Estate Planning Spotlight: Connecticut’s Amended Power of Attorney Law Offers New Benefits

posted by Judith Ellenthal June 1, 2017
Estate Planning

By Judith Ellenthal, Esq.

Drafting a strong Power of Attorney is an essential tool for trusts and estate planning.

The purpose of a Power of Attorney (POA) is for a person, known as the Principal, to designate in a formal legal document authority and power to another person, known as the Agent. POAs allow the Principal to designate someone to assist in the handling of the Principal’s financial affairs. They can be used for a single transaction, like buying or selling real estate, or in an ongoing situation where the Principal will benefit from having someone they trust help with banking and financial transactions. Selection of a trustworthy Agent is essential, because POAs can result in serious harm to the Principal if the Agent abuses his or her power.

Take advantage of new benefits in Connecticut’s amended Power of Attorney Act as part of your estate planning.

Effective October 1, 2016, Connecticut amended its Power of Attorney Act. There are two new statutory forms. The new short form is similar to the previous POA short form. The form lists a variety of powers designated to the Agent. When the Principal executes the form, the Principal must cross out and initial any powers that they do not wish to grant to the Agent.

The new long form includes additional powers that the Principal must initial in order for them to become effective. The additional powers allow the Agent to handle estate planning transactions for the Principal, including the power to gift, or to create or change a beneficiary designation.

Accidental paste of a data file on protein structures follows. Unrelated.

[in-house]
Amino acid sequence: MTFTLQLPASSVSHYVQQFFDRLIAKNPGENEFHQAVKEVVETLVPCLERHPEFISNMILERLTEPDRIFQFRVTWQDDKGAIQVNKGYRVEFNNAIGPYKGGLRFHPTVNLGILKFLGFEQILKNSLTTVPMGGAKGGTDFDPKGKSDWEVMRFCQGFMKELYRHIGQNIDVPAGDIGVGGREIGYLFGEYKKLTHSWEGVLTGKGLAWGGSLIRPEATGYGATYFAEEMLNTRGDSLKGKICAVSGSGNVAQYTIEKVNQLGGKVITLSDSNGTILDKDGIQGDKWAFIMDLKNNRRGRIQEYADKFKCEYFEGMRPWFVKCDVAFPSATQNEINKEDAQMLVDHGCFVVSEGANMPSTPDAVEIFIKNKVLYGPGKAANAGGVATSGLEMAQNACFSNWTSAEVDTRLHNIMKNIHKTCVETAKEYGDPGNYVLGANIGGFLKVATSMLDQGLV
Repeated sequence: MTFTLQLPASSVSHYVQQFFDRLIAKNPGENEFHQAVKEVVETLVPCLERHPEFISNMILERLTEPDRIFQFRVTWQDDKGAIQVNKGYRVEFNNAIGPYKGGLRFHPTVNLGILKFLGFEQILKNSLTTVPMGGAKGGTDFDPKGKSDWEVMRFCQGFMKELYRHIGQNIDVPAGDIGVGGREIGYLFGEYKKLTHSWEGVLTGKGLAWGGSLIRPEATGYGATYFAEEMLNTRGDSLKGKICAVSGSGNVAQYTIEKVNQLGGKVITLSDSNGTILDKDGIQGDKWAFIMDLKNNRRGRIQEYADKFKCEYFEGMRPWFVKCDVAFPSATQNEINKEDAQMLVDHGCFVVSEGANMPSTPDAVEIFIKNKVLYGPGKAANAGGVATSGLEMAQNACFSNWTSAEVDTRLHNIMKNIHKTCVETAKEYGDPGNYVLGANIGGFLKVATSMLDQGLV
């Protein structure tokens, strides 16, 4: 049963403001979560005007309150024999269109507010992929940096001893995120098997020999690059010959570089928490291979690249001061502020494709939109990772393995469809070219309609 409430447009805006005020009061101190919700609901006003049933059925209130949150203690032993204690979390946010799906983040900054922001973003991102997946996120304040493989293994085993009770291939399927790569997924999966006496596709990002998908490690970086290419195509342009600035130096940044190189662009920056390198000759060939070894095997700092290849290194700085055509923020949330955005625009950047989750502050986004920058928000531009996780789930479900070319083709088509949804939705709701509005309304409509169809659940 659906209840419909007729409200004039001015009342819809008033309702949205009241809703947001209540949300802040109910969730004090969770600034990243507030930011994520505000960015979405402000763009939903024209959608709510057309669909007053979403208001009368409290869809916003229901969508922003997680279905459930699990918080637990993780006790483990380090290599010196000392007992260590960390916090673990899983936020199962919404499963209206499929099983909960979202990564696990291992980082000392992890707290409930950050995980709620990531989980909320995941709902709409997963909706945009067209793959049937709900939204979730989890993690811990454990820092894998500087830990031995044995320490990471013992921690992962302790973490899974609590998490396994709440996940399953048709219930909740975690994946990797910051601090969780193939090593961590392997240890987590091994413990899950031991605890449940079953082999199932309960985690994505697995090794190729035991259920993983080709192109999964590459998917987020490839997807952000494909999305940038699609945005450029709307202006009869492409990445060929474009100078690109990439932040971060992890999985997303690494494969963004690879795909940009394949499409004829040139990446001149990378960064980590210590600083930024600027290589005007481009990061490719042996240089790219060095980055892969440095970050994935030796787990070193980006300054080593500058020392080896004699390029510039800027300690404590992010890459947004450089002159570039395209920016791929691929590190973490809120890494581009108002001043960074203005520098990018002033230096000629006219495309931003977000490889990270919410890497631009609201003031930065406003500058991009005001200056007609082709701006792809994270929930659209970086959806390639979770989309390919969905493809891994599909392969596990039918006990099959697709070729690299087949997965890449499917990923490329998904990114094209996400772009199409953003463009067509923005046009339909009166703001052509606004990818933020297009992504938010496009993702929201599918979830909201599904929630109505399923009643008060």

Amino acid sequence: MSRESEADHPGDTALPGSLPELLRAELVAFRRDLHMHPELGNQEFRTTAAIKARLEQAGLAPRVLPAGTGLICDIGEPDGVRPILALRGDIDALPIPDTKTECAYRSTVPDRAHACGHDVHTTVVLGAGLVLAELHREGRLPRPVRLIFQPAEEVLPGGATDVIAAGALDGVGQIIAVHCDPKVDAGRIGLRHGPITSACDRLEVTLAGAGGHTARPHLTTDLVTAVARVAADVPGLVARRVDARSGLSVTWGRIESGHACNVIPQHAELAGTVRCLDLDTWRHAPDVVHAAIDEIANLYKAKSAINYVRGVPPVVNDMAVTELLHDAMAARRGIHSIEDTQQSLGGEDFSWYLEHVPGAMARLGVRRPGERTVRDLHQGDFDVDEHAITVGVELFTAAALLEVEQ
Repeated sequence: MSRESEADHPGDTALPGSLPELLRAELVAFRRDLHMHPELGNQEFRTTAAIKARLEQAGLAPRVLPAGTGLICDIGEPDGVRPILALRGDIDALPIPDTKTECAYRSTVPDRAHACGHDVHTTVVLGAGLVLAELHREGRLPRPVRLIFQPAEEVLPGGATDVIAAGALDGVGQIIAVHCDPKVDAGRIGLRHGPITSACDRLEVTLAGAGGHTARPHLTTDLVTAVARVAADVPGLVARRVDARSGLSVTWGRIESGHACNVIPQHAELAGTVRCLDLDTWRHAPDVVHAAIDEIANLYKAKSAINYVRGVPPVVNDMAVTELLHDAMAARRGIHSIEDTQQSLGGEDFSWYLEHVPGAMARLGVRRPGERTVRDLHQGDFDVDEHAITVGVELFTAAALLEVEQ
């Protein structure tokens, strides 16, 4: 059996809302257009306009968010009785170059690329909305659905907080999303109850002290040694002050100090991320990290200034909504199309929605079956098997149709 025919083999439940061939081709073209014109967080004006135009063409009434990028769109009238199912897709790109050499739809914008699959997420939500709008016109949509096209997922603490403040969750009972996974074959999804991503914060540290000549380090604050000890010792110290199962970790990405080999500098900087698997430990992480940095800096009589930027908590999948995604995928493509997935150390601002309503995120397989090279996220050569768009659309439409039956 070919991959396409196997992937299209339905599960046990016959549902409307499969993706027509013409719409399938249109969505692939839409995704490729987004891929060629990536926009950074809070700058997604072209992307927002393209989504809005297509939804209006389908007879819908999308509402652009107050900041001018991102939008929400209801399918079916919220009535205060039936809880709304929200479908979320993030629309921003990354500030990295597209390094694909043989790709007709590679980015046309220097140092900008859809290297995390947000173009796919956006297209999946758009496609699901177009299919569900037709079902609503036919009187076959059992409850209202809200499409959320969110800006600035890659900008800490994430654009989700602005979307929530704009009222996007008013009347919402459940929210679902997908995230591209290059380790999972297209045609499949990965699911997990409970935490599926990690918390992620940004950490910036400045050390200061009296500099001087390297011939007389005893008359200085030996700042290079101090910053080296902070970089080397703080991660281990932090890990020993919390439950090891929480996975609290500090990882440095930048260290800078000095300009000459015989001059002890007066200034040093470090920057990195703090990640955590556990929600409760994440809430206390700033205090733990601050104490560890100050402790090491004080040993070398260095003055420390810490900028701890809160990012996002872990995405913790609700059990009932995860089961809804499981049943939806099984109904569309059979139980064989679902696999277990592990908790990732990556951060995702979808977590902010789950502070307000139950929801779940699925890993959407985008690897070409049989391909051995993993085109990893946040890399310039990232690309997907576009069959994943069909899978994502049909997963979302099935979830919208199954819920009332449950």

The new Act codifies an Agent’s duties under a POA. The Agent must act in good faith in accordance with the Principal’s reasonable expectations, and act only within the scope of authority granted to him or her. The Act also provides remedies for a breach of fiduciary duty by the Agent.

One of the most beneficial aspects of the new Act is that all financial institutions are now required to accept the standard POA forms. Prior to the Act many institutions would require a Principal to use POA forms that were specific to the financial institution, and were only effective with the institution. With the new Act, if the POA is properly executed the document must be considered valid by third parties. Any third party now presented with a POA must either accept the document as genuine or request a certification, translation or opinion of counsel within seven (7) days. The Act also contains remedies for failure to honor a valid POA.

The new POA is durable, meaning it will survive the subsequent incapacity of the Principal, unless otherwise stated. Another new provision in the Act mandates that when the Principal and Agent are spouses, the power of the Agent automatically terminates upon the filing of an action for dissolution of the marriage or legal separation, unless the POA states otherwise.

Finally, the new POA form also gives the Principal the ability to include additional limitations and provisions to the form in a “special instructions” section. This affords the Principal greater flexibility to tailor the POA powers to his or her precise wishes.

POAs executed prior to the effective date of the new Act are still valid if they complied with the law at the time they were executed. However, given the benefits of the Act, you may wish to consider a new POA to take advantage of the standards and flexibility provided by recent changes to the law.

If you are interested in a review of your existing POA or are considering executing a new POA, the Estate Planning & Probate group at Cacace, Tusch & Santagata would be pleased to assist you.

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